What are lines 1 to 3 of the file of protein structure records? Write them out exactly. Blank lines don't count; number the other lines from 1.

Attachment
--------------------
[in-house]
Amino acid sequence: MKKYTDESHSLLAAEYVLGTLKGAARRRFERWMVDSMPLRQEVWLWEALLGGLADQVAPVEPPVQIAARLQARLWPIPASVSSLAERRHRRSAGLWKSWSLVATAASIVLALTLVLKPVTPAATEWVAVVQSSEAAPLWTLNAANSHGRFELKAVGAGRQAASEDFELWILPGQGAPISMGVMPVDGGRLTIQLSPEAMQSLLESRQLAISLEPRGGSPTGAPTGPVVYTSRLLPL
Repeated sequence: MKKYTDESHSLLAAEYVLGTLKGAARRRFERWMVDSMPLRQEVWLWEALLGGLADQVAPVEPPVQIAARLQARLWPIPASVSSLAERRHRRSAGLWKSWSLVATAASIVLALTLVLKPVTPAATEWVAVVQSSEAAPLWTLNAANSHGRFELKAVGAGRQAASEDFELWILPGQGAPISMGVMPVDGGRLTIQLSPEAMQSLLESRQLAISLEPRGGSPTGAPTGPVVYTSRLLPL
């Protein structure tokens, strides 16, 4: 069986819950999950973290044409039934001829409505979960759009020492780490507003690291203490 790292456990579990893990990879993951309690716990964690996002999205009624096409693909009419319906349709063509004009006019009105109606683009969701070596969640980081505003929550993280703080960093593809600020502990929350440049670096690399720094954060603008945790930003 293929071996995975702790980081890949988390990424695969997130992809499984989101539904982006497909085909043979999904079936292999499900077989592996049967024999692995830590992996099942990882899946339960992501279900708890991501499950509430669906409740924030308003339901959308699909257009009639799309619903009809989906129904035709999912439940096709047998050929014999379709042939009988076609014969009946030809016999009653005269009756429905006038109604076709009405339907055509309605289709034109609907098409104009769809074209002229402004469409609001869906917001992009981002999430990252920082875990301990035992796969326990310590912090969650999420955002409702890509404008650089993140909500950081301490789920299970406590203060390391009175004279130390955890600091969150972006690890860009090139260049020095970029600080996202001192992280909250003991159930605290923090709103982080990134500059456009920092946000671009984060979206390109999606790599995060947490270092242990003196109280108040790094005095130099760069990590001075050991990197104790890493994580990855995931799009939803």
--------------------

[in-house]
Amino acid sequence: MKKYTDESHSLLAAEYVLGTLKGAARRRFERWMVDSMPLRQEVWLWEALLGGLADQVAPVEPPVQIAARLQARLWPIPASVSSLAERRHRRSAGLWKSWSLVATAASIVLALTLVLKPVTPAATEWVAVVQSSEAAPLWTLNAANSHGRFELKAVGAGRQAASEDFELWILPGQGAPISMGVMPVDGGRLTIQLSPEAMQSLLESRQLAISLEPRGGSPTGAPTGPVVYTSRLLPL
Repeated sequence: MKKYTDESHSLLAAEYVLGTLKGAARRRFERWMVDSMPLRQEVWLWEALLGGLADQVAPVEPPVQIAARLQARLWPIPASVSSLAERRHRRSAGLWKSWSLVATAASIVLALTLVLKPVTPAATEWVAVVQSSEAAPLWTLNAANSHGRFELKAVGAGRQAASEDFELWILPGQGAPISMGVMPVDGGRLTIQLSPEAMQSLLESRQLAISLEPRGGSPTGAPTGPVVYTSRLLPL